He is very strong for his slender build, and a boxer of quite some skill, and a fencer, although these talents are not used so far. Professor Moriarty, his arch-nemesis appears in "The Final Problem", which apparently writes finis to both Holmes and Moriarty. Apparently Doyle rethought his disposing of his greatest creation, for there is a second Holmes volume of equal length to this one's 650 pages. Whether Moriarty will reappear is another question. I enjoyed all of Holmes' cases, but the one which moved me the most was "The Yellow Face", which in a very compelling fashion showed us the (then) unusually enlightened attitudes of Holmes and Watson, and by extension Arthur Conan Doyle, about interracial relations. ( )
  burnit99 | Sep 9, 2013 |
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Contains

A Study in Scarlet; and The Sign of Four by Sir Arthur Conan Doyle

A Study in Scarlet by Sir Arthur Conan Doyle (indirect)

The Sign Of The Four by Arthur Conan Doyle (indirect)

The Complete Adventures and Memoirs of Sherlock Holmes by Sir Arthur Conan Doyle

The Adventures of Sherlock Holmes by Sir Arthur Conan Doyle (indirect)

A Scandal in Bohemia by Sir Arthur Conan Doyle (indirect)

The Adventure of the Red-Headed League [short story] by Arthur Conan Doyle (indirect)

A Case of Identity [short story] by Arthur Conan Doyle (indirect)

The Boscombe Valley Mystery (The Adventures of Sherlock Holmes, #4) by Arthur Conan Doyle (indirect)

Case of the Five Orange Pips by Arthur Conan Doyle (indirect)

The Adventure of the Blue Carbuncle by Sir Arthur Conan Doyle (indirect)

The Speckled Band (Travelman Crime) by Sir Arthur Conan Doyle (indirect)

The Adventure of the Engineer's Thumb (The Adventures of Sherlock Holmes, #9) by Arthur Conan Doyle (indirect)

The Adventure of the Noble Bachelor by Arthur Conan Doyle (indirect)

The Adventure of the Beryl Coronet by Arthur Conan Doyle (indirect)

The Adventure of the Copper Beeches by Arthur Conan Doyle (indirect)

The Man with the Twisted Lip: Sherlock Holmes by Arthur Conan Doyle (indirect)

The Memoirs of Sherlock Holmes by Arthur Conan Doyle (indirect)

Silver Blaze by Arthur Conan Doyle (indirect)

The Adventure of the Yellow Face by Arthur Conan Doyle (indirect)

The Adventure of the Stockbroker's Clerk (The Memoirs of Sherlock Holmes, #3) by Arthur Conan Doyle (indirect)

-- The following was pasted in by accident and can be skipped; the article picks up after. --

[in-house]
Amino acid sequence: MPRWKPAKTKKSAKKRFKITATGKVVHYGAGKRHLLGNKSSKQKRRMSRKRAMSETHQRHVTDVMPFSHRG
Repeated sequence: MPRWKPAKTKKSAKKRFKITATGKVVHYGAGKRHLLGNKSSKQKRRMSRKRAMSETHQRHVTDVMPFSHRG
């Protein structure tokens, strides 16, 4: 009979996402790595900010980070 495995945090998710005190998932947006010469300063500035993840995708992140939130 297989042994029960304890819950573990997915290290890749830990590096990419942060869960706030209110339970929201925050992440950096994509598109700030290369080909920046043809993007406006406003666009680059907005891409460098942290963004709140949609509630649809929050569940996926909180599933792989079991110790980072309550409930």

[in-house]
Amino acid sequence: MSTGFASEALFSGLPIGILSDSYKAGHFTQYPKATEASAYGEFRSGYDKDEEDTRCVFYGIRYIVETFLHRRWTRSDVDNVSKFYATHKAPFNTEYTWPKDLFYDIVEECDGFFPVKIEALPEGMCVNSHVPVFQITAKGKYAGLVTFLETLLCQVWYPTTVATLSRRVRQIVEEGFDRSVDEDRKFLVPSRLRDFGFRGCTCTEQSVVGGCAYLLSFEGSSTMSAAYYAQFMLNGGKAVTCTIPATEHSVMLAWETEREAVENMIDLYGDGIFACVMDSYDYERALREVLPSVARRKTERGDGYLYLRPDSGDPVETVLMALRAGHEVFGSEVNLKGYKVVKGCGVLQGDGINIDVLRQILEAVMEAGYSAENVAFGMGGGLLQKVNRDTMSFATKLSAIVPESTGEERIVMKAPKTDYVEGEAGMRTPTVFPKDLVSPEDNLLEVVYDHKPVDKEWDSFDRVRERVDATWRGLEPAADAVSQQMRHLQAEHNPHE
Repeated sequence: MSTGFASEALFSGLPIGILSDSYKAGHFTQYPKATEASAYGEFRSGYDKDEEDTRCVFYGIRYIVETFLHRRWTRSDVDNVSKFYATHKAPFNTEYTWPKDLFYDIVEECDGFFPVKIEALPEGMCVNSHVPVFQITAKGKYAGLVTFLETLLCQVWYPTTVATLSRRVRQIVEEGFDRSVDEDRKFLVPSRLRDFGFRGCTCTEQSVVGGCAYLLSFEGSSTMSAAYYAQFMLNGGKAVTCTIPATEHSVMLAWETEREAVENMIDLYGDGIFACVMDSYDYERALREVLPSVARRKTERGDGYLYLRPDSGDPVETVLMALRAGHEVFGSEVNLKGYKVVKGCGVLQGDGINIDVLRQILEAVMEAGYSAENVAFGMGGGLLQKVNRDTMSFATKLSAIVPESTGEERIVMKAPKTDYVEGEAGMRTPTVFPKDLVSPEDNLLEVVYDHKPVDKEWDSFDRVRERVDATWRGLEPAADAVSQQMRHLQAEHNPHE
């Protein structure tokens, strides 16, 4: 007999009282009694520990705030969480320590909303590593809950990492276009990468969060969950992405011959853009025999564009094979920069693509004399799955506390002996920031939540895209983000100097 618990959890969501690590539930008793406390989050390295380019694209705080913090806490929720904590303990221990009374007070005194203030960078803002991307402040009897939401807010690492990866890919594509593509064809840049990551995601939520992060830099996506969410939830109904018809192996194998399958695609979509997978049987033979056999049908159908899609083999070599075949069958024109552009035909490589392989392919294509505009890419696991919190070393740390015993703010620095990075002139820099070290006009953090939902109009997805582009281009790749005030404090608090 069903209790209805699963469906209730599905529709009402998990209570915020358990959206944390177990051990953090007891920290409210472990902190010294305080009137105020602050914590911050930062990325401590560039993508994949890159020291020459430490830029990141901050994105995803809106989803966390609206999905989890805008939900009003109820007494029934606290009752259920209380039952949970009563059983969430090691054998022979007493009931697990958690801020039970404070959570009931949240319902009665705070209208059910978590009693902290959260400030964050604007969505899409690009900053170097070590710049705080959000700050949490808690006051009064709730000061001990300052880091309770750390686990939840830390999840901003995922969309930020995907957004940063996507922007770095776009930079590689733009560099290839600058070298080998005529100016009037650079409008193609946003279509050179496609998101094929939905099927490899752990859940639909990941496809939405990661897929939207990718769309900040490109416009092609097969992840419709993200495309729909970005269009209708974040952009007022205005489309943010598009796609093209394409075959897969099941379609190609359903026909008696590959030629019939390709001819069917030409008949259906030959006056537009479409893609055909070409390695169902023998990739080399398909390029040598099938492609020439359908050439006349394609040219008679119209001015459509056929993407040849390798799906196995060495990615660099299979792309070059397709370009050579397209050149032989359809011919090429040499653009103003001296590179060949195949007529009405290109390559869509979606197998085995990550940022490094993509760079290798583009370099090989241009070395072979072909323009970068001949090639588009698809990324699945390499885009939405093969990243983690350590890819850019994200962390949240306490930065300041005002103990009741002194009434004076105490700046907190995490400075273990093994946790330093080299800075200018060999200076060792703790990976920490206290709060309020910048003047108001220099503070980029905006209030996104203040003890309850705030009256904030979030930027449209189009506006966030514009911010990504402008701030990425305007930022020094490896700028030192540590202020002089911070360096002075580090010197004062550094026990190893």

The Gloria Scott by Arthur Conan Doyle (indirect)

Sherlock Holmes - The Musgrave Ritual by Sir Arthur Conan Doyle (indirect)

The Adventure of the Reigate Squire (The Memoirs of Sherlock Holmes, #6) by Arthur Conan Doyle (indirect)

The Adventure of the Cardboard Box by Arthur Conan Doyle (indirect)

The Adventure of the Crooked Man (The Memoirs of Sherlock Holmes, #7) by Arthur Conan Doyle (indirect)

The Adventure of the Resident Patient (The Memoirs of Sherlock Holmes, #8) by Arthur Conan Doyle (indirect)

The Adventure of the Greek Interpreter (The Memoirs of Sherlock Holmes, #9) by Arthur Conan Doyle (indirect)

The Naval Treaty by Arthur Conan Doyle (indirect)

The Adventure of the Final Problem: Another Case for Sherlock Holmes by Sir Arthur Conan Doyle (indirect)

I cinque misteri di Sherlock Holmes by Arthur Conan Doyle (indirect)

The Adventure of the Musgrave Ritual (indirect)

The Hound of the Baskervilles by Sir Arthur Conan Doyle

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In the year 1878 I took my degree of Doctor of Medicine of the University of London, and proceeded to Netley to go through the course prescribed for surgeons in the Army
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(Click to show. Warning: May contain spoilers.)
Disambiguation notice
Individual volumes should not be combined with the complete set or different volumes of the same set.

This, volume 1 of the Barnes and Noble Classics set, contains:
  • A Study in Scarlet
  • The Sign of Four
  • The Adventures of Sherlock Holmes
  • Memoirs of Sherlock Holmes
  • The Hound of the Baskervilles
Its work-to-work relationships also indicate this information.
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Book description
The Complete Sherlock Holmes, Volume I, by Sir Arthur Conan Doyle, is part of the Barnes & Noble Classics series, which offers quality editions at affordable prices to the student and the general reader, including new scholarship, thoughtful design, and pages of carefully crafted extras. Here are some of the remarkable features of Barnes & Noble Classics:
  • New introductions commissioned from today's top writers and scholars
  • Biographies of the authors
  • Chronologies of contemporary historical, biographical, and cultural events
  • Footnotes and endnotes
  • Selective discussions of imitations, parodies, poems, books, plays, paintings, operas, statuary, and films inspired by the work
  • Comments by other famous authors
  • Study questions to challenge the reader's viewpoints and expectations
  • Bibliographies for further reading
  • Indices and Glossaries, when appropriate
All editions are beautifully designed and are printed to superior specifications; some include illustrations of historical interest. Barnes & Noble Classics pulls together a constellation of influences—biographical, historical, and literary—to enrich each reader's understanding of these enduring works.